ASUSTOR Warns of NAS 'Deadbolt' Ransomware Attack, Mitigations In the Works

👤by Tim Harmer Comments 📅23.02.2022 23:57:40

Earlier this week users of ASUSTOR NAS devices began reporting incidents of the Deadbolt ransomware affecting their hardware, locking their data behind a paywall that extorts the owners for money (in the form of cryptocurrency. The infections - which appear to have been made via the NAS's default web access ports of 8000, 8001, 80 and 443 - are at this time impossible to remove without compromising encrypted data, placing end-users in a bind.

In response to the reports ASUSTOR published the following press release, making recommendations for those who don't appear to have suffered a Deadbolt infection. A firmware fix to prevent infection should be released soon according to official posts on social media, but that won't help those already afflicted.

ASUSTOR Emergency Press Release

In response to Deadbolt ransomware attacks affecting ASUSTOR devices,the DDNS service will be disabled as the issue is investigated. ASUSTOR will release more information with new developments as we investigate and review the causes to ensure this does not happen again. We remain committed to helping affected customers in every way possible.

For your protection, we recommend the following measures:

- Change default ports, including the default NAS web access ports of 8000 and 8001 as well as remote web access ports of 80 and 443.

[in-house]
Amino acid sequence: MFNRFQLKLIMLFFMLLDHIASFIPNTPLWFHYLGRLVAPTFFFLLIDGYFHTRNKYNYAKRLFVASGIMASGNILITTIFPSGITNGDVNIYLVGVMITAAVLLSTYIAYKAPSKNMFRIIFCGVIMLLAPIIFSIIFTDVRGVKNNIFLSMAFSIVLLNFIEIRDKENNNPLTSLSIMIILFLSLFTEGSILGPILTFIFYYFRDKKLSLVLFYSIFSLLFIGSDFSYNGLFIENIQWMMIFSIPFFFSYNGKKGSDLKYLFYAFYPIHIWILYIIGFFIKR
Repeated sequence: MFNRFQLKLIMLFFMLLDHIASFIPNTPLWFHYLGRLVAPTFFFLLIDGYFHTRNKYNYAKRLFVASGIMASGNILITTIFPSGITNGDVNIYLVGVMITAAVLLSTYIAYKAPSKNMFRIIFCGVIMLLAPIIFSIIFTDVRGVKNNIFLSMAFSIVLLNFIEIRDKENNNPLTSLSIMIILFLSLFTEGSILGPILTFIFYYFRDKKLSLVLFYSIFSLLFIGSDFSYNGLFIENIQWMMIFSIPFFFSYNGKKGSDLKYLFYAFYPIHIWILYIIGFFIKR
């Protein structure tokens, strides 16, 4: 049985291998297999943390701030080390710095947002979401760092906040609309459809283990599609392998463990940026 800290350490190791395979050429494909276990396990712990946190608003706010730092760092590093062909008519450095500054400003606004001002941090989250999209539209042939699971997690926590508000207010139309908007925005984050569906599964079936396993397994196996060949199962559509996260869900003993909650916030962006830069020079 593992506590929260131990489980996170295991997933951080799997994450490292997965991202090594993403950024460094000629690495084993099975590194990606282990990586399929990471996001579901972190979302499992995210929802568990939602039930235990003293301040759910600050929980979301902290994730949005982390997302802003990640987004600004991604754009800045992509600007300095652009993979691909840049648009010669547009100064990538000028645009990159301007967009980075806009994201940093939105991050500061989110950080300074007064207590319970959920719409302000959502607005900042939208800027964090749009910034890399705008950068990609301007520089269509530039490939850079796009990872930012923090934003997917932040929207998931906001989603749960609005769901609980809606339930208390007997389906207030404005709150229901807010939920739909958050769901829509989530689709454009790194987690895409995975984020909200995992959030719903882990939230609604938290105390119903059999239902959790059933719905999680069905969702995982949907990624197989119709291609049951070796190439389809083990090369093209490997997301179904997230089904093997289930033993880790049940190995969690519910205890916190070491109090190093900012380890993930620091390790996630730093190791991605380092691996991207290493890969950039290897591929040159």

- Disable EZ Connect.
- Make an immediate backup.
- Turn off Terminal/SSH and SFTP services.

For more detailed instructions on protecting your security, please refer to the following link below:

If you find that your NAS has been affected by Deadbolt ransomware, please follow the steps listed below.

1. Unplug the Ethernet network cable
2. Safely shut down your NAS by pressing and holding the power button for three seconds.
3. Do not initialize your NAS as this will erase your data.
4. Click on the link below for more information and instructions to contact ASUSTOR for help with recovery.

Deadbolt variants affected QNAP devices last month and Synology reported in September that a botnet was targetting their own NAS hardware, so the problem is hardly unique to ASUSTOR. Just as concerning to consumers should be that default configurations seem to have left users open to such attacks, even through proprietary software protocols such as EZ Connect.

At this point it seems unlikely that ASUSTOR users will be able to recover their data without stumping up the ransom, a fact that underscores why a NAS isn't necessarily a foolproof data backup solution.

SOURCES: Reddit via Tomshardware

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